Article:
Skip to main content

Steelers welcome contingent from GAA, Croke & GPA

The bond between the Steelers, the Rooney family, and the Island of Ireland has always been a strong one, that has come from the Rooney family ancestry. 
Over the course of the past year, since the team was awarded rights to expand their brand and activities for the Republic of Ireland & Northern Ireland as part of the NFL's 'Global Markets Program,' that bond has grown even stronger through an increase in football education events, Irish content and fan activities.

This past week, the Steelers connected with a contingent from the Gaelic Athletic Association (GAA) and Croke Park, as well as the Gaelic Players Association, hosting them for several days at the UPMC Rooney Sports Complex, Acrisure Stadium, and as special guests at the Ireland Funds Pittsburgh Gala, an event that had great meaning to Jarlath Burns, the President of the GAA.

"It's actually the second Ireland Funds dinner that I have been at this week," said Burns, who previously attended one in Washington, D.C. "The Pittsburgh one was extremely special because it was such an intimate gathering. You could see the link between the Steelers and the Irish community. The fact that the community of Pittsburgh, many of whom come from our country and some who don't, recognize the cause of reconciliation is the biggest cause at the moment in Ireland. They can see the fruits of their labor because, particularly in Northern Ireland, we are in a really good place. They know that the money that they have been raising down through the years has really helped many reconciliation projects, many of which I have seen as well from being in my former job, the principal of a very large school in South Armagh, right beside the border, where there would have been a lot of tension and a lot of conflict in previous years."

While the work of the Ireland Funds was a key portion of the visit, seeing the team's facilities and sharing best practices was also a major highlight for all those who were part of the GAA and GPA contingent. 

"They have been great partners in terms of what we are trying to do in Ireland," said Steelers President Art Rooney II, who spent time meeting with the visitors from the GAA and GPA. "They were interested in learning some of the things we are trying to do over here."

"They gave us access to different aspects of the Steelers operation," said Burns. "Going to their training facility was almost overwhelming when you look at how scientific the entire operation is. 

"And of course, the values of this club. It's so important to have inclusion and commitment to the community. They took us on a visit to the Hall of Honor Museum at their stadium and that was absolutely superb to see. It really gives you an insight into the soul of this club and its tangible link with the community of Pittsburgh."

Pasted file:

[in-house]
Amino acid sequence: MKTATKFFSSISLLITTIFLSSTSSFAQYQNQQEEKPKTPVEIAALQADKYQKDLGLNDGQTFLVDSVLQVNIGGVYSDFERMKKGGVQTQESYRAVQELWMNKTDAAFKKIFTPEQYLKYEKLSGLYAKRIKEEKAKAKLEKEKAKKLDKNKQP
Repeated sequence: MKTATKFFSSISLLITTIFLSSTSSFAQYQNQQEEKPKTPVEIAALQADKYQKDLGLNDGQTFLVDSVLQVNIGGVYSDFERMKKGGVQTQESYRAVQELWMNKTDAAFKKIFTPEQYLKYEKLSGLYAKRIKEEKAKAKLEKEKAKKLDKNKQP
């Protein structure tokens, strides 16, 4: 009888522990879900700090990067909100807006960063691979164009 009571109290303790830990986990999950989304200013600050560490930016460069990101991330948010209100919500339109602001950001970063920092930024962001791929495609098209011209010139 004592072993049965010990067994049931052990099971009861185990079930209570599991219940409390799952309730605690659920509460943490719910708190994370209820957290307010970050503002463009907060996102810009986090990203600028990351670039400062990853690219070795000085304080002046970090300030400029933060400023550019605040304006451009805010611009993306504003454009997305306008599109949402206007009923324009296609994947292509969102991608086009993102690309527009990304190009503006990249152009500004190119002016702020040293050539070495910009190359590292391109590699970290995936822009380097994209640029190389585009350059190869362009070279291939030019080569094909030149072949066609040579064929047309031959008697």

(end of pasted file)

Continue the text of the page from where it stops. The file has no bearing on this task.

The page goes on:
"From a players association perspective, it was a really valuable trip to share the lessons and learn from the environment that supports a culture of caring for the player," said Tom Parsons, the CEO of the Gaelic Players Association. "That's what I was really interested to know. How do the Steelers support the player and what takeaways could we bring back to Ireland? What I was really interested to learn about was the off-field stuff. That was a huge takeaway in terms of the amount of investment and development, investing in players personal growth away from the field, transitioning from being a rookie to a mid-career player, to then transition when you leave the game and what's going to get you out of the bed when retirement comes. That transition is really important. And that really is symbolic of how much the Steelers care. 

"That was really interesting for us and also really interesting to speak with the medical team in terms of what's best in class treatment recovery, preparation for elite athletes in the NFL. It was so valuable for us. We are an amateur game, but we play at an elite level and just learning about what the guys do here at the Steelers is invaluable." 

Like many who follow the Steelers, there was one thing that really stood out many in the group, and that was seeing and hearing the consistent messaging of 'The Standard is The Standard,' throughout the facilities. 

"The whole arena of match preparation, including the psychology of some of the messages that were almost subliminally around, such as 'The Standard is The Standard,' is the last thing that the players see before they go onto the pitch," said Burns. "Things like that are exciting for me, having been a former player from my home county Armagh for 13 years, that's the sort of thing that excites us. It gives you that little edge, that wee bit of an advantage over the other teams. You can see why the Steelers are such a top team, why they won all those Super Bowls. Because their attention to detail and their insistence that everything has to be perfect is very commendable."

Related Content